Back to basics

Here’s the thing. When I started writing Island Fairy, it was a completely different creature. It was a sort of diary where I would drop a few lines each day, recounting the events of the day or things that were taking up the most space in my mind (like THIS, for example). I was a newlywed doing a job I could barely tolerate and most of my energy went towards raising my then only child who was four years old.

A couple of years later, social media ‘outed’ my humble blog, leading to a growth in its readership which, in turn, led to several crises. I felt like an impostor. I felt self-conscious. I was afraid the new readers would think me vain for writing about my life. I was just another mum trying to juggle work and family, living the most uneventful of lives. I was extremely aware of the fact that many of the people who were now reading about my daily struggles also saw me buying groceries at the supermarket or picking my children up from school. I overanalysed everything I wrote before I hit publish and, for a while, I lost joy in blogging. I still wrote but most of what I did write never made it to the computer screen.

I have now reached a point where writing is no longer just an option. It is a need as much as eating and sleeping are. I could write elsewhere (and I do, both on paper and on another secret blog) but Island Fairy (the name of which I don’t particularly love anymore) is still very close to my heart. When I share something here, I know I am sharing it with those people who have supported me from the first day (here’s looking at you, Mark). I know that there are readers who look forward to reading new posts and always make sure to show me their love and opinions after reading my latest rant.

You must be wondering what I’m trying to say. Well, I’ve decided to try blogging more frequently again. I won’t only hit publish on the posts which make it through my vetting system. I will include thoughts and anecdotes from daily life, just as I used to do six years ago.

If this means that I’ll bore some people or raise a few eyebrows, then so be it. I hope you’ll stick around. If you don’t, I will totally understand. Thank you for reading (seriously, thank you)!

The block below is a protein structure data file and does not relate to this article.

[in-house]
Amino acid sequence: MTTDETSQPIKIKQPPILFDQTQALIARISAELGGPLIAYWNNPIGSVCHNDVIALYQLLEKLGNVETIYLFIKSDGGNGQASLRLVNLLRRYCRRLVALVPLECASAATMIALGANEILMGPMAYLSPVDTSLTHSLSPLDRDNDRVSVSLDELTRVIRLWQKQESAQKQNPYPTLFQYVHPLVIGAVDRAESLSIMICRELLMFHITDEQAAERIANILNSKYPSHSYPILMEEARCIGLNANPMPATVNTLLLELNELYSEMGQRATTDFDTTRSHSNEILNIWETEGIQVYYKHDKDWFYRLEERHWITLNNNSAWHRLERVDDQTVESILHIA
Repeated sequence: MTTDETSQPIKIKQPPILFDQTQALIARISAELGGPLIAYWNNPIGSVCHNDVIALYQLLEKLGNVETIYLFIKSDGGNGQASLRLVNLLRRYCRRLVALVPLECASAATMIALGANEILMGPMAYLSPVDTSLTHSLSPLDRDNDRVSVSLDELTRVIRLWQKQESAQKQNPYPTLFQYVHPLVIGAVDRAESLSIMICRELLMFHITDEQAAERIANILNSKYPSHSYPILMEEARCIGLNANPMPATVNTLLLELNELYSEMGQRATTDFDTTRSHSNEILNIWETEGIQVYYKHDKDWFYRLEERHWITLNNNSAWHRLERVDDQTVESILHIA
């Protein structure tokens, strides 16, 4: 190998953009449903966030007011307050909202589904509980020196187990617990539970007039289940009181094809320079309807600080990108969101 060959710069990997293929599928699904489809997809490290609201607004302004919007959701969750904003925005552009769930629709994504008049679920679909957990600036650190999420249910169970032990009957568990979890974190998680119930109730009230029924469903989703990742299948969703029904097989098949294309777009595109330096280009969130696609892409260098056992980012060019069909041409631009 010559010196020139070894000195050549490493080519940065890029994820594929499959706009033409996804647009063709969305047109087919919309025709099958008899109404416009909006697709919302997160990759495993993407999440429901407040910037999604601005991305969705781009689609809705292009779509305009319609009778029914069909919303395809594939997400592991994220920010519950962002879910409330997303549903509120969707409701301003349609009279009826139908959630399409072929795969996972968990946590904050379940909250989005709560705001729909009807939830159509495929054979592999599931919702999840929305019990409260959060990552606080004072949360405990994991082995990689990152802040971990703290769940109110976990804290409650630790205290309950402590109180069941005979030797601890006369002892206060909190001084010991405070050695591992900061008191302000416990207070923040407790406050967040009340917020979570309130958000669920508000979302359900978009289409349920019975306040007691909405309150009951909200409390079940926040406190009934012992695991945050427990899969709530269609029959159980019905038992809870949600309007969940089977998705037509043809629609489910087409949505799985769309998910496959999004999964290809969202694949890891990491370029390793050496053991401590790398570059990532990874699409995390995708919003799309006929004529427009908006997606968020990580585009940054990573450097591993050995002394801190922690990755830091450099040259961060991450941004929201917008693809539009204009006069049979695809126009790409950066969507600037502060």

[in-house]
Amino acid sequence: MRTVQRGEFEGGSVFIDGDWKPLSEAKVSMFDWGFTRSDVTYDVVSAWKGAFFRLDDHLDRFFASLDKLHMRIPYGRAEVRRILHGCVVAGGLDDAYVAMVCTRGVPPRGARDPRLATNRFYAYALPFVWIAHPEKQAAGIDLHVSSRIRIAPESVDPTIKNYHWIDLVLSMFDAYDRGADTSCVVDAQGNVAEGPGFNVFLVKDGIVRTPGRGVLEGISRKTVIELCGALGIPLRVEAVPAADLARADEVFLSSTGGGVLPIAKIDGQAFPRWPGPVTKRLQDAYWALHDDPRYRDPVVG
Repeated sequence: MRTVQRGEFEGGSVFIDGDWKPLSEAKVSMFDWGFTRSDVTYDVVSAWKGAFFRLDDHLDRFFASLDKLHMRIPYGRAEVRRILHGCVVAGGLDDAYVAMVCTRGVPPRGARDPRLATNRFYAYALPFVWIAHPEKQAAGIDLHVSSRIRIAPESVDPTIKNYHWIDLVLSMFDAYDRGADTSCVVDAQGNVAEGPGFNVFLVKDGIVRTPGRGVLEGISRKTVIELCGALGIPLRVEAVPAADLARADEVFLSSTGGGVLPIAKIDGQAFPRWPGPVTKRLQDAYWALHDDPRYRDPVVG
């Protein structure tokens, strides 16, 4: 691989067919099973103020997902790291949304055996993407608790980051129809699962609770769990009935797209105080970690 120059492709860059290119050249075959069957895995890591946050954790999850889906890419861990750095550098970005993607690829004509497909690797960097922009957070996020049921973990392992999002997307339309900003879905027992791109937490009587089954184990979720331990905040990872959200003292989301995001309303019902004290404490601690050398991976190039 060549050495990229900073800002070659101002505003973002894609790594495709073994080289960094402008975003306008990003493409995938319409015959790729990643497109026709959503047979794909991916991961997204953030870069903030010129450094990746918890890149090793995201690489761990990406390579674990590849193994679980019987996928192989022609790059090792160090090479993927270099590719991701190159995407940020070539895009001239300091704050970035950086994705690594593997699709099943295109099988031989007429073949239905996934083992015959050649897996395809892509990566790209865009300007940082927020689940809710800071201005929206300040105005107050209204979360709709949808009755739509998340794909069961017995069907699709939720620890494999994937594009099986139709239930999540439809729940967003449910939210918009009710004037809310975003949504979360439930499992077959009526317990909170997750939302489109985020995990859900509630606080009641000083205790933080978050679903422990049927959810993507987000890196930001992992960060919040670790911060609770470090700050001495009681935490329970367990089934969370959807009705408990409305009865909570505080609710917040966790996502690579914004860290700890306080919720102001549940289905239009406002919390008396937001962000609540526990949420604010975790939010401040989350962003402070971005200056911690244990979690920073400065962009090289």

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  1. I know what you mean. The blogging genre has definitely gone through a transformation over the years, from online diary to people pleaser (perhaps a somewhat subjective blanket term, but I believe that there are many half-truths out there). I’ve tried several times to go back to blogging, always with good intentions but it comes across as too fake, and the real stuff is too personal for the public space.

    • I feel exactly the same but I’m at a point where I’m tired of being afraid to do what I want to do just in case I step over someone’s toes, or for fear of being judged or criticised. I don’t intend to write anything I wouldn’t feel comfortable talking about to a friend, but I’m tired of watching my back too. I wish it was still 2010 but since I don’t have a time machine, the other option (bar quitting) is to just go ahead and be as true to myself as I can be (something I’ve always tried to do anyway).

  2. Thanks for this! It’s something I struggle with every time I want to publish a post- just how much to share, knowing that many people are reading, following and waiting. I have moments when I say I might stop but then I think of all the good and the people that have reached out and said thank you- and it means a lot. Although silent at the moment (I have no energy to write) I do wait for the inspiration and motivation to write. We cannot please everyone, but we can do what makes us happy!

    • Exactly! At my age, I am very aware of the fact that I cannot please everyone (and I’m not even interested in doing so). I just want to do what makes me happy, as long as it doesn’t hurt anyone.

  3. I, for one, am ever so grateful you’ve shared your experiences with us readers. i have always been a firm believer in that; sharing our stories, our journeys, we could, unknowingly, be giving support to the listeners, the readers.

    To this very day, I still look forward to your posts. However, admittedly, these days I wear a duchenne smile even before reading the new post. Having had the opportunity of knowing you for all these years, I am able to see the new posts in light of yesterday’s experiences, which is, I feel, a privilege.

    i am very happy to read that you went to choir practice – it’s where I met you, afterall- It brings fond memories of the eye contact we used to have, the brilliant, ever so subtle, non verbal communication about; clothes, music, heels, bad pitches, anything which could and eventually would distract us from the Sunday sermon.

    Thank you for letting us be part of your life, Maur.
    Thank you for being a friend

    With love

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